In a bout of hand-wringing similar to the coverage of President Donald Trump’s faltering Obamacare legislative strategy, The New York Times lamented that April that Clinton’s budget director, Leon Panetta, “implored” him to delay health reform until the fall. Panetta told Clinton that “piling a revolution in health care on top of everything else,” such as taxes on energy and Social Security might “invite general legislative carnage,” and “threaten the deficit-reduction strategy” he was counting on.

Clinton scandals seemed to be unending. An early one called “Travelgate” occurred after the first couple fired career employees who ran the White House travel office and replaced them with political cronies, including the president’s third cousin.

Another scandal developed when Clinton decided to “sell the Lincoln bedroom.” He and his chief fundraiser, Terry McAuliffe — now Virginia’s governor — hatched a plan to “rent” the historic lodging and to sell White House breakfasts, lunches or coffee to woo big donors. More than 800 millionaires took him up on the offer.

Next came the $200 haircut, which The New York Times called “the most expensive haircut in history.” Cristophe, a fashionable Beverly Hills hair stylist for the stars, cut the president’s hair on Air Force One while it parked at Los Angeles airport, which was shut down for two hours until the cut was completed and he left.

July 1993, seven months into Clinton’s presidency, was a grim month, as Deputy White House Counsel Vince Foster committed suicide in a park outside of Washington, D.C. Some reports suggested Foster took his life because he felt responsibility for the White House disarray and the administration’s high-profile failures.

Conspiracy theorists have claimed ever since that Foster was actually the victim of foul play linked to the Clintons.

Meanwhile, other financial controversies swirled that later became collectively known as the “Whitewater scandal.” Years before they entered the White House, the Clintons created the Whitewater Development Corporation, a failed real estate venture with their Arkansas friends James and Susan McDougal.

James McDougal was caught in a number of fraudulent activities centered on Whitewater and the Madison Guaranty bank, which he owned. The bank failed, costing taxpayers $73 million. McDougal eventually was convicted of 18 felony counts of fraud. More than 40 other people went to jail in Whitewater as well, but neither of the Clintons were ever punished.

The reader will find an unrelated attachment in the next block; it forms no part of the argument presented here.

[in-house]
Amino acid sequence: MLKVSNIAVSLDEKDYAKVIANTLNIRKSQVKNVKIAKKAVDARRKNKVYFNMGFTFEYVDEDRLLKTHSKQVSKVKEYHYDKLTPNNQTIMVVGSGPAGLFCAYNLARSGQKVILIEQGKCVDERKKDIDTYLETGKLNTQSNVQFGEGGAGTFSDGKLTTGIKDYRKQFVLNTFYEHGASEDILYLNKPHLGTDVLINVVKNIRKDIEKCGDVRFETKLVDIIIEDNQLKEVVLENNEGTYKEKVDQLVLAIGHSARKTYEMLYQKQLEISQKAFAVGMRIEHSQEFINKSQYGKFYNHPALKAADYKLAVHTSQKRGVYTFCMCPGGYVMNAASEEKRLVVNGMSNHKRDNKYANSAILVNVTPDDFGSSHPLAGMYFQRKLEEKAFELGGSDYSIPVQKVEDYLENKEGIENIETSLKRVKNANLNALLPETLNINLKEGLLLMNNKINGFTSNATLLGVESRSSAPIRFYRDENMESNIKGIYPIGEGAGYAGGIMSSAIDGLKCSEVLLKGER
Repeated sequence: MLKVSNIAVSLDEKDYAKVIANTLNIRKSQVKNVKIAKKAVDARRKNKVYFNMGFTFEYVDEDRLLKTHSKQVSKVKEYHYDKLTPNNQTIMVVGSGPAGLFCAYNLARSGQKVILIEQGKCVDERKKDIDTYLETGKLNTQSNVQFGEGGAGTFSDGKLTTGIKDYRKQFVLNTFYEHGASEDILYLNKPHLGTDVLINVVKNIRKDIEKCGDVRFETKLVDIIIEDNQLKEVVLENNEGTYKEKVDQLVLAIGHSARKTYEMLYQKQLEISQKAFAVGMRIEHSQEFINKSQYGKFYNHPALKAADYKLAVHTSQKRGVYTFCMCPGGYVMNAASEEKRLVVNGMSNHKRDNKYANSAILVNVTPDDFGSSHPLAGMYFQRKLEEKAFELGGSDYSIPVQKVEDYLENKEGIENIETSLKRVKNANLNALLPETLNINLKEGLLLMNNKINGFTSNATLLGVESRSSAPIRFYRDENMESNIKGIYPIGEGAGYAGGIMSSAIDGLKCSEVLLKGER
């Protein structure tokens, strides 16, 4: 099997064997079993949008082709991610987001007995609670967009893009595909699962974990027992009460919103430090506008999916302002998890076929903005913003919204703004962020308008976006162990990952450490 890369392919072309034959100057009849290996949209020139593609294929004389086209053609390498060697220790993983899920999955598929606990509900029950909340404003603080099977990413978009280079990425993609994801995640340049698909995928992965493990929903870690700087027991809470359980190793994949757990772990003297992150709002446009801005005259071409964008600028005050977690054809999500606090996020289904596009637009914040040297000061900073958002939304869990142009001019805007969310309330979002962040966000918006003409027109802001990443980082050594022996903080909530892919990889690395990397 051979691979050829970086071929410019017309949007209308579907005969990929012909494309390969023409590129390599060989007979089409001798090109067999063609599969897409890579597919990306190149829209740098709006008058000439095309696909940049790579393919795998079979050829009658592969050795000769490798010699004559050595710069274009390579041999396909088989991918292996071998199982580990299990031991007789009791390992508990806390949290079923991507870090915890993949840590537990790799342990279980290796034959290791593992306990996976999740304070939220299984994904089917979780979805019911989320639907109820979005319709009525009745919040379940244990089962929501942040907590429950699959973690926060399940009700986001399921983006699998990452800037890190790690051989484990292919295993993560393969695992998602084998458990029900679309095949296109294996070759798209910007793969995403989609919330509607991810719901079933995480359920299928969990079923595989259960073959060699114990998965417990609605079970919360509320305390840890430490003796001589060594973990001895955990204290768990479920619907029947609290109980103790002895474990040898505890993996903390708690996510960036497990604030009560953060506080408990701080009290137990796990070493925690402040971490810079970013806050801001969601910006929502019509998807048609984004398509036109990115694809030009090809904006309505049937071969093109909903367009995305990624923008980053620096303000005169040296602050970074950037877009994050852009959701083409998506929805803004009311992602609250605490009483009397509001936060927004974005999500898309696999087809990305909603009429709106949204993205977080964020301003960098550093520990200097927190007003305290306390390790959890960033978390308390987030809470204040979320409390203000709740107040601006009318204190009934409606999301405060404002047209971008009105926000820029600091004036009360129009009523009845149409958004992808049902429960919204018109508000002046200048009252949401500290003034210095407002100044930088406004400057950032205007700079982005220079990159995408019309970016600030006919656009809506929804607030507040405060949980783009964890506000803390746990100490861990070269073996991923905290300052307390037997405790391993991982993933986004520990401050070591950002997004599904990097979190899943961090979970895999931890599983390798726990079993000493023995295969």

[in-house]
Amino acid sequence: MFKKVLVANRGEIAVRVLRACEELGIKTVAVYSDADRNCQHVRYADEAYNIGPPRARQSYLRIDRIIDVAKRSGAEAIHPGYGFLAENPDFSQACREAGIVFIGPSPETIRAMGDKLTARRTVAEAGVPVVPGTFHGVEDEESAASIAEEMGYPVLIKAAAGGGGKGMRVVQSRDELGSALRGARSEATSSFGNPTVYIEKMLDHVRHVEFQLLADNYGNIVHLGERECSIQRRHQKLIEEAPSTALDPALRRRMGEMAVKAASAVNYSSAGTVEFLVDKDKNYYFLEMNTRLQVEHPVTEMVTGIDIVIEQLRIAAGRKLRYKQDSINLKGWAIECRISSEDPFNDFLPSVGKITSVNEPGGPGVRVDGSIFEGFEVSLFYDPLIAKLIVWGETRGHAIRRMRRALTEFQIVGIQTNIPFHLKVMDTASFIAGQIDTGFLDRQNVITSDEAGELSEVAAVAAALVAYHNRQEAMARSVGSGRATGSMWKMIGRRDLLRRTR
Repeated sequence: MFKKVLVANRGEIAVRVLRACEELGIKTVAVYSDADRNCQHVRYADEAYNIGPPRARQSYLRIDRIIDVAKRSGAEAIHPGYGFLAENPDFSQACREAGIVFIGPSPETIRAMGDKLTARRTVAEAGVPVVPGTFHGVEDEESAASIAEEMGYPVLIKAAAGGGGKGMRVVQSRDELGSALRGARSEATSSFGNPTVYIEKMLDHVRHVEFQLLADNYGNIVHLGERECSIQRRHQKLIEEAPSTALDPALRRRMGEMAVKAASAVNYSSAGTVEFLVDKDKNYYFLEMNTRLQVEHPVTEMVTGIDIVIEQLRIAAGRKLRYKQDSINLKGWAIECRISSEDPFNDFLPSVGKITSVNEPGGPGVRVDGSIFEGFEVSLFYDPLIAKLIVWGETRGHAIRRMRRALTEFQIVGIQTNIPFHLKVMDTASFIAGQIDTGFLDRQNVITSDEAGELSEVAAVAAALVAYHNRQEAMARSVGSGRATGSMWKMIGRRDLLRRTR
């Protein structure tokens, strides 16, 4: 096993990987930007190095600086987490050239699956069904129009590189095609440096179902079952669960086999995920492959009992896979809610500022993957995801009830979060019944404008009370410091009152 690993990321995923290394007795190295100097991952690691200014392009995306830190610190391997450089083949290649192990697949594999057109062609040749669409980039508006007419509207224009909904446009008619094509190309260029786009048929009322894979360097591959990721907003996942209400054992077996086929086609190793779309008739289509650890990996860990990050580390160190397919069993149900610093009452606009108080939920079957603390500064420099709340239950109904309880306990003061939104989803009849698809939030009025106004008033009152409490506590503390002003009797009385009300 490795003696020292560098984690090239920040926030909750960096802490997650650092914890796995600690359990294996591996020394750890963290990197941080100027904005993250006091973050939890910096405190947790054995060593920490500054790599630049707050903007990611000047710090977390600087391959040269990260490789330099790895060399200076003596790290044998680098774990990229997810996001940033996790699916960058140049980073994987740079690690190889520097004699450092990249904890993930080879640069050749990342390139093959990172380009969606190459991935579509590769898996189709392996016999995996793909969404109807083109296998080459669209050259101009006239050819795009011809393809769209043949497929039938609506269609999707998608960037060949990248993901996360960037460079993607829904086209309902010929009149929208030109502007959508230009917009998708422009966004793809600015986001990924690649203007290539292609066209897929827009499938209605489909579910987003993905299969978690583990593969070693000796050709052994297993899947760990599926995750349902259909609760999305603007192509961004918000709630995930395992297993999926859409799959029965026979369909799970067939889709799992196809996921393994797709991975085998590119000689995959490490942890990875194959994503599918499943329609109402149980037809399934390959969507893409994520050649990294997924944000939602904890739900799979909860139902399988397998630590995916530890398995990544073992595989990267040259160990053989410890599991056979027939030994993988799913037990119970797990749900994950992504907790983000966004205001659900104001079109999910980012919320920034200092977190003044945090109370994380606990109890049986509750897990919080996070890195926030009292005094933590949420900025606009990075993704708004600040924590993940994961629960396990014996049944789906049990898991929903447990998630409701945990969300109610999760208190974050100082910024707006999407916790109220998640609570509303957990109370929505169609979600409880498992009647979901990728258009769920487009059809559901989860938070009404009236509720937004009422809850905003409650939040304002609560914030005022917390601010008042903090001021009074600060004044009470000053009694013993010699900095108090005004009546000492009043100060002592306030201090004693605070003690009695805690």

Another uproar ensued when the public learned that within hours of Foster’s death, the White House counsel removed documents — including many concerning Whitewater — from Foster’s office and gave them to Hillary’s chief of staff.

There were also missing billing records from Hillary’s time as a Rose Law firm partner, which Justice Department investigators sought in the Whitewater scandal. She claimed an incidental Whitewater role, but when the records mysteriously showed up years later in the White House, they showed she had met with key figures in the scandal.

The news that as Arkansas first lady, Hillary turned a $100,000 profit on a $1,000 investment in cattle futures in 10 months, further fanned public skepticism. Critics said it looked like a bribe.

The scandals forced the naming of a special counsel, Robert Fiske, who issued a grand jury subpoena to both Clintons for all Whitewater-linked documents. The Clintons claimed the documents were missing, but the documents later turned up in the Clintons’ private White House residence.

There was also a Clinton “unmasking” controversy — called “Filegate” — when hundreds of FBI background files on prominent Republicans turned up in the White House.

In what could be a cautionary word for President Trump — during the 1994 mid-term elections, voters elected Republican majorities in both the House and Senate for the first time in 40 years.